Dealing with the health effects caused by being severely overweight costs the NHS in Sussex about £460 million a year.

The council works with Brighton and Hove Food Partnership, Albion in the Community, and Freedom Leisure to help people boost their activities and have a healthy diet.

The aim is to prevent obesity happening in the first place by focusing on the whole family rather than just the children.

This includes giving parents the skills to have the awareness and information they need to make healthy food choices.

Children are also given lessons on the subject at school.

Brighton and Hove also has a SugarSmart campaign, which works to raise awareness of the hidden sugar levels in food.

It also encourages businesses to add a sugar-levy to food in a bid to encourage people to cut down.

The campaign has been backed by celebrity chef Jamie Oliver.

Plans for £4.5m swimming complex could be submitted within weeks

From The Argus  –

The Sea Lanes 50 metre swimming pool proposed for Madeira Drive, Brighton.

Plans to bring a 50 metre swimming pool to Brighton seafront will go ahead despite this week’s funding blow to the Madeira Terraces regeneration.

SwimTrek’s Simon Murie told The Argus that plans for the £4.5 million swimming attraction could be submitted within weeks with a potential opening in the summer of 2019.

Mr Murie said the failed bid was a blow to his own project but the venue would not “stand or fall” on the wider redevelopment of the east Brighton seafront.

The council is still reeling from learning on Monday the Government had rejected their bid for the £4 million needed to kick start its £23 million regeneration of the crumbling Victorian arches.

The Sea Lanes swimming pool and Madeira Terraces seafront have both been promoted as important jigsaw pieces in the council’s £1 billion seafront.

The proposed pool, half a mile east of the Brighton Palace Pier at the site of the former Peter Pan’s Playground, would be promoted as a national centre for open water swimming.

It would include a 50 metre eight-lane pool, changing rooms, showers, sauna, studios for training, exercise and yoga, therapy rooms, a café/restaurant, shops, offices, a function room, bike hire and lockers.

Behind the project, financed by private investment, are developers Copsemill Properties and SwimTrek, the UK’s biggest open-water swimming operator.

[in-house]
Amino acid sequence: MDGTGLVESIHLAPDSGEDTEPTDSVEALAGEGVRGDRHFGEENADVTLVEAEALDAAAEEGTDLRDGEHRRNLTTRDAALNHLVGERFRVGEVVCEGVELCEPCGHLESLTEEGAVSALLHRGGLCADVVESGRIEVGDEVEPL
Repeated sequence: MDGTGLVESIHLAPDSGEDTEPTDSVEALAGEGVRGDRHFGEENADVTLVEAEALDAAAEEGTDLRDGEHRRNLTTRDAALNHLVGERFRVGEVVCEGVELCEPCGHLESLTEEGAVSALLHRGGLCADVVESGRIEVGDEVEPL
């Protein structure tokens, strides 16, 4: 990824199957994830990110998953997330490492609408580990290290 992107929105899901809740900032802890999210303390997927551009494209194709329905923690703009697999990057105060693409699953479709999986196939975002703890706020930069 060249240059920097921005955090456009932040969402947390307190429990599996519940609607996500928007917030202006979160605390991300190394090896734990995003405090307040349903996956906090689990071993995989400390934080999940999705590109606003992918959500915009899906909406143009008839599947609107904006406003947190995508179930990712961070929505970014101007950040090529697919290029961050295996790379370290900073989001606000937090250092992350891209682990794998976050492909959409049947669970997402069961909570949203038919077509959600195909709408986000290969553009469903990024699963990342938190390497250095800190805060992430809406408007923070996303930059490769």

Open-water swimming coaches Swimmergy and architects We Like Today are also involved.

Mr Murie said the project team was in discussion with the council about a reduction in height of proposed buildings.

Last summer Historic England raised concerns about the “overall amount, height and density” of the Sea Lanes scheme as well as questioning how it would not impact on both the Madeira Terraces regeneration and Saltdean Lido, which is due to open at the end of May.

Mr Murie said: “Obviously the news on the terraces was not great, we were hoping the redevelopment of the terraces would put us in a better position.

“We are keen to hear from the council what is the plan for the terraces going forward and hopefully we will be part of the wider plan.

“But it doesn’t stand or fall with the terraces redevelopment.

“If things don’t happen quickly with the terraces we think we will be able to be a standalone attraction like Yellowave.

“I think Sea Lanes is a unique product, a 50 metre pool that is so desperately needed.

“There is a real shortage of pool facilities in Brighton.”

April Healthwalks

From Corinna Edwards-Colledge –

The new Spring/Summer programme will be out on the first of May.  We are changing the print schedule of our programme to Autumn/Winter: November – April, and Spring/Summer: May – October.  This is so that we can mail out the Get Active programme with the TAKEPART programme  in the summer, saving us (and you the taxpayer!) a considerable amount of money in postage.  That means for this year there is a month gap in April without a programme – so I’ve attached a mini programme, just for this month, which includes regular and special walks.

Happy Walking!

Corinna

Active for Life Manager

Healthy Lifestyles Team, Public Health

Brighton & Hove City Council, Bartholomew House, Bartholomew Square, Brighton BN1 1JE

01273 292564  www.brighton-hove.gov.uk/healthwalks

TW: @HealthwalksBH FB: brightonhovehealthwalks